Over the decades, Kraftwerk has included more than a dozen secondary members. Some were temporary, some were fired, others simply became frustrated with Hütter’s painstaking perfectionism and left. But the most serious rupture came in 2008 with the shock departure of co-founder Florian Schneider after four decades as joint commander of the Starship Kling Klang. IfKraftwerk are the electronic Beatles, this was the equivalent of Lennon leaving McCartney.
Hütter has inevitably proved extremely reluctant to discuss the divorce in interviews, but he explained that Schneider had disliked touring for years. And yet losing a founder member has not proved as damaging for Kraftwerk as it might have done for a more conventional group. Thanks to their purposely faceless image, Hütter can now add interchangeable replicant Kraftwerkers at will. The current lineup reportedly includes long-time studio collaborators Fritz Hilpert, Henning … Schmitz and Falk Grieffenhagen. But frankly, how would anyone know?
Crucially, Schneider’s departure appears to have liberated Hütter to put all his energies into Kraftwerk’s glorious thirdact comeback. In 2009, the band released The Catalogue, a long-gestating boxset anthology of eight remastered and repacked albums from Autobahn onwards. Since then they have performed more than 300 shows, more than during the entire previous 30 years. They have also won a Lifetime Achievement Grammy and been nomirlated for the Rock And Roll Hall Of Fame four times. Never before have Kraftwerk been as busy, as visible or as successful as they have been this past decade.
In 2012, Kraftwerk began playing extended back-to-back runs of dedicated single-album shows in prestige locations such as New York’s Museum Of Modern Art, the Turbine Hall in Tate Modern in London, and Sydney Opera House. Hütter may now be 72 years old, but he will be taking the man-machine out for another extensive tour in 2019, selling out arenas and headlining festivals from Tokyo to Rome to Jodrell Bank Observatory.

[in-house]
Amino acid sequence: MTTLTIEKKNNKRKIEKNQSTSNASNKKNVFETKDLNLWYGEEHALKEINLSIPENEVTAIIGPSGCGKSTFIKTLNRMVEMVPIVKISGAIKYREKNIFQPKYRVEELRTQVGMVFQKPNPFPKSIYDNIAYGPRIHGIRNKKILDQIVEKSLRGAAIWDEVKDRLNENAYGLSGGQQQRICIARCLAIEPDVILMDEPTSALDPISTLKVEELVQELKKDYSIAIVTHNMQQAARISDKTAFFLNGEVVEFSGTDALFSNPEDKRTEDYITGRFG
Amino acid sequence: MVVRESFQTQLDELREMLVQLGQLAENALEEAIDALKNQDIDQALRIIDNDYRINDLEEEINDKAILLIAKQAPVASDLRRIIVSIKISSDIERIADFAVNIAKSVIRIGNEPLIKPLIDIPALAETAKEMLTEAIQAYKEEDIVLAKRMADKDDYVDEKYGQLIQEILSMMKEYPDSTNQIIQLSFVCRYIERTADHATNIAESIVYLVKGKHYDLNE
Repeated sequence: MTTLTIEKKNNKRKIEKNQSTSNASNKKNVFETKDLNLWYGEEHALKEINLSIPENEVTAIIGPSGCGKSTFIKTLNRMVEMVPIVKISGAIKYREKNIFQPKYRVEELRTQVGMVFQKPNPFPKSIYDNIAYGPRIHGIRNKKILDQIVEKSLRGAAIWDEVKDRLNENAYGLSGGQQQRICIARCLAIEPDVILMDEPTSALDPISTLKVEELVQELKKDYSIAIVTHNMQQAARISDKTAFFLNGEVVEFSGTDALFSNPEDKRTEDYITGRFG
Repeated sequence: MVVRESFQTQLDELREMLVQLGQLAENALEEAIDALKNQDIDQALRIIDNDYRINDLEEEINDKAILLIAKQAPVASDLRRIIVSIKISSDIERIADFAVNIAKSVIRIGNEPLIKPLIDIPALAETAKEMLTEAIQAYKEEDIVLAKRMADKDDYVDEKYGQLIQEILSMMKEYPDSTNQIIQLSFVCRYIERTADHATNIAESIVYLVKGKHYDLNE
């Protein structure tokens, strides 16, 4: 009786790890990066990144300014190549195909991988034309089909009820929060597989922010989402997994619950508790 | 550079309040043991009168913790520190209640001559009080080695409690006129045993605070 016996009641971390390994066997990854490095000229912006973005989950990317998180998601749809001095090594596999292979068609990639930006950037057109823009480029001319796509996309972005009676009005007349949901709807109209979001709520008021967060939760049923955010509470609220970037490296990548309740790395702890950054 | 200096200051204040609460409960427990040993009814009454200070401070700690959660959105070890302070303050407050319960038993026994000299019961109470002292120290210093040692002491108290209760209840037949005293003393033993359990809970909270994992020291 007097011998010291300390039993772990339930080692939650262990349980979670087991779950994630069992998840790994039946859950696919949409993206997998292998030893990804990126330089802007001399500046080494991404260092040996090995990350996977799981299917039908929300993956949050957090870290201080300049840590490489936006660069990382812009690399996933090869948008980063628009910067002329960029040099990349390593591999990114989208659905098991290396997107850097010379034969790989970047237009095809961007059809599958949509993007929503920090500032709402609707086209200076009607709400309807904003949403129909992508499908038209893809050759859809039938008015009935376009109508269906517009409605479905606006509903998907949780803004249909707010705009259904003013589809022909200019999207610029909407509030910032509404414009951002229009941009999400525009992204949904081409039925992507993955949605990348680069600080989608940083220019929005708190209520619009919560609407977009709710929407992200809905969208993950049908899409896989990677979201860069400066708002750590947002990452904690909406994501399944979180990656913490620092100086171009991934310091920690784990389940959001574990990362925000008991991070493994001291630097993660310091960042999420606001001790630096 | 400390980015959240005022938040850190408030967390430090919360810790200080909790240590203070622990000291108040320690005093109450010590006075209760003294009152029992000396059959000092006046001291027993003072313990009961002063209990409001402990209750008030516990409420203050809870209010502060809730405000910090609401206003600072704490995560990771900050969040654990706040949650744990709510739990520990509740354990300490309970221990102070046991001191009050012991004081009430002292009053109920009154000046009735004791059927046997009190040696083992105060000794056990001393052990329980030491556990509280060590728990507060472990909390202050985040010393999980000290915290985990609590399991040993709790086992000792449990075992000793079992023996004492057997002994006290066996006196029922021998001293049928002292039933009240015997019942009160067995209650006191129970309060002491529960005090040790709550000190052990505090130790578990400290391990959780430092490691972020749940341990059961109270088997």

Kraftwerk detractors claim the group are now a sterile museum piece, having produced scant new music or fresh ideas for decades. But it makes more sense to see them as a giant piece ofliving, breathing Pop Art, constantly refining and upgrading, perfecting and polishing. It was barely 10 years ago that they first began experimenting with the 3D video screens that are now standard at all their shows. Younger electronic artists like Flying Lotus, Calvin Harris and Deadmaus have since followed suit and begun to adopt 3D visuals. Even today, Kraftwerk still pave the way.
As technology has evolved and miniaturised, the future has finally caught up with Kraftwerk’s prophetic vision of rock concerts as immersive, cinematic, soundand- vision spectacles. The concert stage is their natural home today. Anybody still labouring under the delusion that electronic music is cold, mechanical and humourless have clearly never seen Kraftwerk live. On stage, their synthetic symphonies and sci-fi lullabies are colourful, sensual, achingly romantic, serenely beautiful, and often hilariously funny. Half a century later, the power of their modernist machine dream still burns brightly.